When it's time, a nurse will come to collect you or a porter will arrive to wheel you down to the anaesthetic room and yes, mum and dad can come along as well. The anaesthetic room is right next door to the operating theatre and everyone here wears blue clothing. They'll give you some sticky pads for your chest and a peg for your finger. Now remember having the magic cream earlier? Well what happens next is that they give you your own magic tap for your hand, followed by some magic medicine which looks like vanilla milkshake and this will help you to sleep. And yes mums, now is the moment when you give them the big wet kiss!

The other way, if recommended, is to have a cool space mask that smells of yummy, yummy sweets, and it slowly sends you off to the land of nod. Both ways are super safe and both give you super awesome dreams.

When you wake back up you'll be in a different room and the operation will be over. It will probably feel very strange and it can be a little distressing but there'll be loads of nurses dressed in maroon scrubs looking after you. And mum and dad can come and visit right away.

Once you feel comfortable you can return to the children's ward with your mum and dad and think about the incredible journey that you've been on. When you feel ready again you can play! Yeah!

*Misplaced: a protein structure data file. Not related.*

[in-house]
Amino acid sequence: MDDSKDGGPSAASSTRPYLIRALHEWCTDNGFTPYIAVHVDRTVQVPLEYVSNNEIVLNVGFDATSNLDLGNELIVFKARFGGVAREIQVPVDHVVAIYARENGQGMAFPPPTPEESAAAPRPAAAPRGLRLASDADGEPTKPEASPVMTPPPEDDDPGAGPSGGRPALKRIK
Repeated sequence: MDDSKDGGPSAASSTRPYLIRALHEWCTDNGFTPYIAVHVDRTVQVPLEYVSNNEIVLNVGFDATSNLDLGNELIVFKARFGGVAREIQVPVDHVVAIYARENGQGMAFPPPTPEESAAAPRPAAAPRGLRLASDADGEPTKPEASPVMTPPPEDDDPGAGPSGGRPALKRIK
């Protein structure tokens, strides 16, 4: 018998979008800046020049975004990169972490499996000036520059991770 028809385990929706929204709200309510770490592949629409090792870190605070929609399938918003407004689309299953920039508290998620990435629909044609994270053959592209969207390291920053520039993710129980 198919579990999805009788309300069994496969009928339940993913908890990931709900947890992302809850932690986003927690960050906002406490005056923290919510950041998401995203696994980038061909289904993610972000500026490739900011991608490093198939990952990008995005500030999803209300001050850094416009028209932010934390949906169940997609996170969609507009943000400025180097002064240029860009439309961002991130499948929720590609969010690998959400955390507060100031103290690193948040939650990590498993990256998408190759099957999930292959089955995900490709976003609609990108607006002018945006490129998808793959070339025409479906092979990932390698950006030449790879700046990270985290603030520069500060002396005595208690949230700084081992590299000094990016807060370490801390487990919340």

Goodbye folks.


Before you arrive

It is really important that you follow the advice given to you about when your child can last eat or drink. This can be found on the letter that you will have received about your child’s operation or planned test. If you do not follow this advice, we will not be able to operate on your child as it will not be safe.

Learn more about why your child is not allowed to eat or drink before their operation (PDF 77Kb).

If your child is unwell in the days leading up to their operation or planned test, please let us know by calling the bed manager.

We suggest that you bring an overnight bag for your child (and one for yourself if you wish to stay with them) in case your child needs to stay in hospital overnight.

On the ward

  • A doctor from the team caring for your child will visit you on the ward. They will go through your child’s operation with you again and will ask you to sign a consent form. The form must be signed by a parent/legal guardian of the child who has the power to consent.
  • An anaesthetist will also come to talk to you. They are responsible for sending your child to sleep for their operation. They also care for your child throughout the operation and immediately afterwards.

In the anaesthetic room